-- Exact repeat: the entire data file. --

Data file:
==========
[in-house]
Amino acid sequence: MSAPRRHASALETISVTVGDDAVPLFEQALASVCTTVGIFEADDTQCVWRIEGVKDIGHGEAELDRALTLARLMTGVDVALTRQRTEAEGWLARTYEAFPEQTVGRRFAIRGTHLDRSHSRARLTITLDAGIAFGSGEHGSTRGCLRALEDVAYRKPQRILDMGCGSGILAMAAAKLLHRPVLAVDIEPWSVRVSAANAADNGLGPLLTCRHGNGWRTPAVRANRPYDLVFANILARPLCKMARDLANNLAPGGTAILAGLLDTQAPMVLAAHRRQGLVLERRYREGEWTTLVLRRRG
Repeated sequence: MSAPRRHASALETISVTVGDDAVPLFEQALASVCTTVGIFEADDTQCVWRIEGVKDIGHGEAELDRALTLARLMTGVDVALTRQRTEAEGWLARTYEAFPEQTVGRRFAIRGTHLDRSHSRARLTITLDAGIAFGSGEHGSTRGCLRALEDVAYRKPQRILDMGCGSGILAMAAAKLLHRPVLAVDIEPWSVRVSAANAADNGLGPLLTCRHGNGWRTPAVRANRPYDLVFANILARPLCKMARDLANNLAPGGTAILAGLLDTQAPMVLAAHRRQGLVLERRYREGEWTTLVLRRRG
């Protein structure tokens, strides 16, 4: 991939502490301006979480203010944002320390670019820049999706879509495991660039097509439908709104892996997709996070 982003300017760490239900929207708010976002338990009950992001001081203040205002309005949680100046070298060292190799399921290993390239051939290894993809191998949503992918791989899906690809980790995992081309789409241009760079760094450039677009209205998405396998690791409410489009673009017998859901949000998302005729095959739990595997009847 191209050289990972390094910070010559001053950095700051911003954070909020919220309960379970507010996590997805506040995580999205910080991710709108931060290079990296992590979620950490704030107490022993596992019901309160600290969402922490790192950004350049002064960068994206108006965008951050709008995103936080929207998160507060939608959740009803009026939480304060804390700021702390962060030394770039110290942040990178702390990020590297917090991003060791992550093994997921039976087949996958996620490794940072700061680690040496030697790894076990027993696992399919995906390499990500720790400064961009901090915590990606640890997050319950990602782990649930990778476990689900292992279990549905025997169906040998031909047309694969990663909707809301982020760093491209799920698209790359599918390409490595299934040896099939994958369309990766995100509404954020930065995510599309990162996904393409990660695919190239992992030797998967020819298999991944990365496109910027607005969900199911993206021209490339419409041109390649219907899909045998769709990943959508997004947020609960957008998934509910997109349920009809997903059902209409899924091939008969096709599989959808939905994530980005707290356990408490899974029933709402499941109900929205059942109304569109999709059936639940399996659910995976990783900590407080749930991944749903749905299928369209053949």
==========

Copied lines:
[in-house]
Amino acid sequence: MSAPRRHASALETISVTVGDDAVPLFEQALASVCTTVGIFEADDTQCVWRIEGVKDIGHGEAELDRALTLARLMTGVDVALTRQRTEAEGWLARTYEAFPEQTVGRRFAIRGTHLDRSHSRARLTITLDAGIAFGSGEHGSTRGCLRALEDVAYRKPQRILDMGCGSGILAMAAAKLLHRPVLAVDIEPWSVRVSAANAADNGLGPLLTCRHGNGWRTPAVRANRPYDLVFANILARPLCKMARDLANNLAPGGTAILAGLLDTQAPMVLAAHRRQGLVLERRYREGEWTTLVLRRRG
Repeated sequence: MSAPRRHASALETISVTVGDDAVPLFEQALASVCTTVGIFEADDTQCVWRIEGVKDIGHGEAELDRALTLARLMTGVDVALTRQRTEAEGWLARTYEAFPEQTVGRRFAIRGTHLDRSHSRARLTITLDAGIAFGSGEHGSTRGCLRALEDVAYRKPQRILDMGCGSGILAMAAAKLLHRPVLAVDIEPWSVRVSAANAADNGLGPLLTCRHGNGWRTPAVRANRPYDLVFANILARPLCKMARDLANNLAPGGTAILAGLLDTQAPMVLAAHRRQGLVLERRYREGEWTTLVLRRRG
């Protein structure tokens, strides 16, 4: 991939502490301006979480203010944002320390670019820049999706879509495991660039097509439908709104892996997709996070 982003300017760490239900929207708010976002338990009950992001001081203040205002309005949680100046070298060292190799399921290993390239051939290894993809191998949503992918791989899906690809980790995992081309789409241009760079760094450039677009209205998405396998690791409410489009673009017998859901949000998302005729095959739990595997009847 191209050289990972390094910070010559001053950095700051911003954070909020919220309960379970507010996590997805506040995580999205910080991710709108931060290079990296992590979620950490704030107490022993596992019901309160600290969402922490790192950004350049002064960068994206108006965008951050709008995103936080929207998160507060939608959740009803009026939480304060804390700021702390962060030394770039110290942040990178702390990020590297917090991003060791992550093994997921039976087949996958996620490794940072700061680690040496030697790894076990027993696992399919995906390499990500720790400064961009901090915590990606640890997050319950990602782990649930990778476990689900292992279990549905025997169906040998031909047309694969990663909707809301982020760093491209799920698209790359599918390409490595299934040896099939994958369309990766995100509404954020930065995510599309990162996904393409990660695919190239992992030797998967020819298999991944990365496109910027607005969900199911993206021209490339419409041109390649219907899909045998769709990943959508997004947020609960957008998934509910997109349920009809997903059902209409899924091939008969096709599989959808939905994530980005707290356990408490899974029933709402499941109900929205059942109304569109999709059936639940399996659910995976990783900590407080749930991944749903749905299928369209053949």